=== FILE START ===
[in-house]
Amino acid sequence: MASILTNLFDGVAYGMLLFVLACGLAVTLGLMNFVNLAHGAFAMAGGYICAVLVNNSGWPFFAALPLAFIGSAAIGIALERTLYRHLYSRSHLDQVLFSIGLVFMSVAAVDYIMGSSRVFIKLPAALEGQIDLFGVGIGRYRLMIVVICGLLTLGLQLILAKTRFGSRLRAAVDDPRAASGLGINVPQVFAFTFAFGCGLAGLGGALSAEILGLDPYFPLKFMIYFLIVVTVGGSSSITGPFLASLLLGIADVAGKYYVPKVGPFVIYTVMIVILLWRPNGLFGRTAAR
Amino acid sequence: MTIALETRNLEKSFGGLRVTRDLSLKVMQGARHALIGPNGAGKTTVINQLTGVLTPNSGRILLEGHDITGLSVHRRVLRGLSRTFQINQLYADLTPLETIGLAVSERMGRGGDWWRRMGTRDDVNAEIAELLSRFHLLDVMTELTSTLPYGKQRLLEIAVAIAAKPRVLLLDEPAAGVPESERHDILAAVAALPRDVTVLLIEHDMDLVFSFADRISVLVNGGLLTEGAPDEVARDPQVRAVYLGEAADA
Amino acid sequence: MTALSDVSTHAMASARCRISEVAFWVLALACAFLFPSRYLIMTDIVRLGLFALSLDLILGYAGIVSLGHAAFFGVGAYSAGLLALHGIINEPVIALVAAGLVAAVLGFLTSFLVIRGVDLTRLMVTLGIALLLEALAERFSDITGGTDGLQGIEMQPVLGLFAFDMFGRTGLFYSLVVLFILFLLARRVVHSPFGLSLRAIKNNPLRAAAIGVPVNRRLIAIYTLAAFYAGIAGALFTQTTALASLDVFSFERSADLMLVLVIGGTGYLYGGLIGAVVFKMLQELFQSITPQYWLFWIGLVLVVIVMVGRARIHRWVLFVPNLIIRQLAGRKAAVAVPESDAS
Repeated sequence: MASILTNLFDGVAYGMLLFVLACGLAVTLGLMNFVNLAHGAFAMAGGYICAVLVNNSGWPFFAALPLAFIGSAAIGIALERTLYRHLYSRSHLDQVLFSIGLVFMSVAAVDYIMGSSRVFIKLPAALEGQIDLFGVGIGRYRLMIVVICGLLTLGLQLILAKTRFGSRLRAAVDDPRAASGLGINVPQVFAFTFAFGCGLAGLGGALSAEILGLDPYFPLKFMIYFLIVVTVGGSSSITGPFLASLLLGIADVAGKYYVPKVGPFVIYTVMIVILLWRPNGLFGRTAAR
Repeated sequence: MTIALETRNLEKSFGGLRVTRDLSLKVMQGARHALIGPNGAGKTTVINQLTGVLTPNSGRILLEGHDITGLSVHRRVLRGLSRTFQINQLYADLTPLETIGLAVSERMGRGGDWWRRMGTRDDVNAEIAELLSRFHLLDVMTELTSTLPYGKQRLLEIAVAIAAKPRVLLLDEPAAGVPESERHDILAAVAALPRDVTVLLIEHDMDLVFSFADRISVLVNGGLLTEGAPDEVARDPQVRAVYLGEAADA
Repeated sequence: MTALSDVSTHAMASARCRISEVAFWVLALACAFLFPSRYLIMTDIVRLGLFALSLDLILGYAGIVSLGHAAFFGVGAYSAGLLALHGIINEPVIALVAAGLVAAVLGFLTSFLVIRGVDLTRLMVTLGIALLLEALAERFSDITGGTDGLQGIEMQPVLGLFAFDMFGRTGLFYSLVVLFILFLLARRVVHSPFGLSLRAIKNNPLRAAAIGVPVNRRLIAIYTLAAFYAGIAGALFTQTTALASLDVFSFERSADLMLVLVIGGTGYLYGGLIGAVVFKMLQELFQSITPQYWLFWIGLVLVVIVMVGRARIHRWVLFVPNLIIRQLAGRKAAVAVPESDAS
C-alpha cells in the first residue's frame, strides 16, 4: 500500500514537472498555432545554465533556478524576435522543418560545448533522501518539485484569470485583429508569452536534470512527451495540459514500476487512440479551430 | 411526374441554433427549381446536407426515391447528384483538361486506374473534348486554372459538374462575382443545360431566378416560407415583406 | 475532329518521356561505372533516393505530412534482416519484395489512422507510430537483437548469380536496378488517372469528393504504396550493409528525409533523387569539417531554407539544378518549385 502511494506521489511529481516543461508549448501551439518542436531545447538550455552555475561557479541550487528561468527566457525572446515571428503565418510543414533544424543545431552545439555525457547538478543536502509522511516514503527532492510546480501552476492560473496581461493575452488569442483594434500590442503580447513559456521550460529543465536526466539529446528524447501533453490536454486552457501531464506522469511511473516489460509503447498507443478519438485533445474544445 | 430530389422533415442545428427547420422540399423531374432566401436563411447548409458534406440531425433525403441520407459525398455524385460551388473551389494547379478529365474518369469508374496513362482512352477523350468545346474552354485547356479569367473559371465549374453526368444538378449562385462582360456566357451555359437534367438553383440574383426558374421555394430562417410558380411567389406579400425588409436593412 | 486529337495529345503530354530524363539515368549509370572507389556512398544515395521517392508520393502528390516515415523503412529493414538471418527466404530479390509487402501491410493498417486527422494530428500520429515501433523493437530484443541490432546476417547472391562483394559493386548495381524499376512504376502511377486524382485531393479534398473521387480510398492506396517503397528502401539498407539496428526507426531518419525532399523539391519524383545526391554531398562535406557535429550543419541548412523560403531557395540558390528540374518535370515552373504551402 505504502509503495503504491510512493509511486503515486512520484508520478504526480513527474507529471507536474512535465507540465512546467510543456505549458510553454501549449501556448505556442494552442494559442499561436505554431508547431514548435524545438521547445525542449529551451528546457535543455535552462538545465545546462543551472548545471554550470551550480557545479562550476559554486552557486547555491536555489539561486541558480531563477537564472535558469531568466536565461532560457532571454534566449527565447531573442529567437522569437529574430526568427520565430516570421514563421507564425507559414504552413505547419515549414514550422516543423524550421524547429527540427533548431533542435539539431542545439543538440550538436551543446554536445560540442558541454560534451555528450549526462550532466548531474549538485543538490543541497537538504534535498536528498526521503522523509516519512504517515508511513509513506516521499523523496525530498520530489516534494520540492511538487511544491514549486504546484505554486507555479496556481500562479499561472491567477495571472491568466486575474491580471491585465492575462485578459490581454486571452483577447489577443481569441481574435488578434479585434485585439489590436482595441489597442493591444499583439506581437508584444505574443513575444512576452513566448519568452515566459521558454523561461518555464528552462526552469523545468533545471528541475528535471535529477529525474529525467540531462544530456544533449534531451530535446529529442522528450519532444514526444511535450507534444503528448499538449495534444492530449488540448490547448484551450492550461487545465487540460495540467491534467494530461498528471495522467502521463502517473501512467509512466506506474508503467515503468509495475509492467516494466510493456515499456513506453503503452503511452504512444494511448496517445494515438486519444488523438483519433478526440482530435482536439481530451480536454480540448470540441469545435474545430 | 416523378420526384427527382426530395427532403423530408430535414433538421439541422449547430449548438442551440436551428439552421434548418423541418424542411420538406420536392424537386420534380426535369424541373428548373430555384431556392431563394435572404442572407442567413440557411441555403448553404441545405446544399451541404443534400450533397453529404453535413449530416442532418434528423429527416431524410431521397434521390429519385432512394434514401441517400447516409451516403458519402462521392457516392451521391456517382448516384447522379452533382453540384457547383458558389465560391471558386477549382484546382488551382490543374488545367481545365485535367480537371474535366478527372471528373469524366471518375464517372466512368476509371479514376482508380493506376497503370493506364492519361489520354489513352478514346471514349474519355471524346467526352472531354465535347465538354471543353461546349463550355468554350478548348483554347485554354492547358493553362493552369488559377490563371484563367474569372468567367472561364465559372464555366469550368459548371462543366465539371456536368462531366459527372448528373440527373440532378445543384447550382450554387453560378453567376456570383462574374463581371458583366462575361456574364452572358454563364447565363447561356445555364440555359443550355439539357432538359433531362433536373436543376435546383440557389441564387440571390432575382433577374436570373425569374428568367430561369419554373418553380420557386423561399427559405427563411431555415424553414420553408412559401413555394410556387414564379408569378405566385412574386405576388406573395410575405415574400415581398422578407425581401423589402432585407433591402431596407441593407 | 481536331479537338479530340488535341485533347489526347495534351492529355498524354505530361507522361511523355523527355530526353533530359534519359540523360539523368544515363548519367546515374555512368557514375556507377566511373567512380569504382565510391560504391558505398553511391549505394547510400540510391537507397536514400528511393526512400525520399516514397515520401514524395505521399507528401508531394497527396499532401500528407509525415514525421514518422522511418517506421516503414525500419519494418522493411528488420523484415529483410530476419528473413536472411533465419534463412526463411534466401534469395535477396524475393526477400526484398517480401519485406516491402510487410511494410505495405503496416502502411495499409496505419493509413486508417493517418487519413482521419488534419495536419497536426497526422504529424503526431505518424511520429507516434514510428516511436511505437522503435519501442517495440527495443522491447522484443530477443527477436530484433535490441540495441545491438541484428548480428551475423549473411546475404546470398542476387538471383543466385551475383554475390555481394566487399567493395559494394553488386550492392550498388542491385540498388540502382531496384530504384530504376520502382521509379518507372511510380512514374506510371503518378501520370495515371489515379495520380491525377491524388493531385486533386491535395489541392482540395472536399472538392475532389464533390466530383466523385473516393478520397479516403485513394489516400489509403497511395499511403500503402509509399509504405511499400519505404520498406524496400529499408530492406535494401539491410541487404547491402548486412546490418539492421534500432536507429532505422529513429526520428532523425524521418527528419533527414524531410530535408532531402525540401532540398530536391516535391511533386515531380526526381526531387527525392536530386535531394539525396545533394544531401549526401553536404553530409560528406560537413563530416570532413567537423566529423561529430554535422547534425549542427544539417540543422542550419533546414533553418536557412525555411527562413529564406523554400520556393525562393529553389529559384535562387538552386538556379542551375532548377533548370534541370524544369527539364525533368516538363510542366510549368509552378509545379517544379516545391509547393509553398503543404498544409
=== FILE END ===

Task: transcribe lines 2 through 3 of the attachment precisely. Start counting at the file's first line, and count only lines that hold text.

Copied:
Amino acid sequence: MASILTNLFDGVAYGMLLFVLACGLAVTLGLMNFVNLAHGAFAMAGGYICAVLVNNSGWPFFAALPLAFIGSAAIGIALERTLYRHLYSRSHLDQVLFSIGLVFMSVAAVDYIMGSSRVFIKLPAALEGQIDLFGVGIGRYRLMIVVICGLLTLGLQLILAKTRFGSRLRAAVDDPRAASGLGINVPQVFAFTFAFGCGLAGLGGALSAEILGLDPYFPLKFMIYFLIVVTVGGSSSITGPFLASLLLGIADVAGKYYVPKVGPFVIYTVMIVILLWRPNGLFGRTAAR
Amino acid sequence: MTIALETRNLEKSFGGLRVTRDLSLKVMQGARHALIGPNGAGKTTVINQLTGVLTPNSGRILLEGHDITGLSVHRRVLRGLSRTFQINQLYADLTPLETIGLAVSERMGRGGDWWRRMGTRDDVNAEIAELLSRFHLLDVMTELTSTLPYGKQRLLEIAVAIAAKPRVLLLDEPAAGVPESERHDILAAVAALPRDVTVLLIEHDMDLVFSFADRISVLVNGGLLTEGAPDEVARDPQVRAVYLGEAADA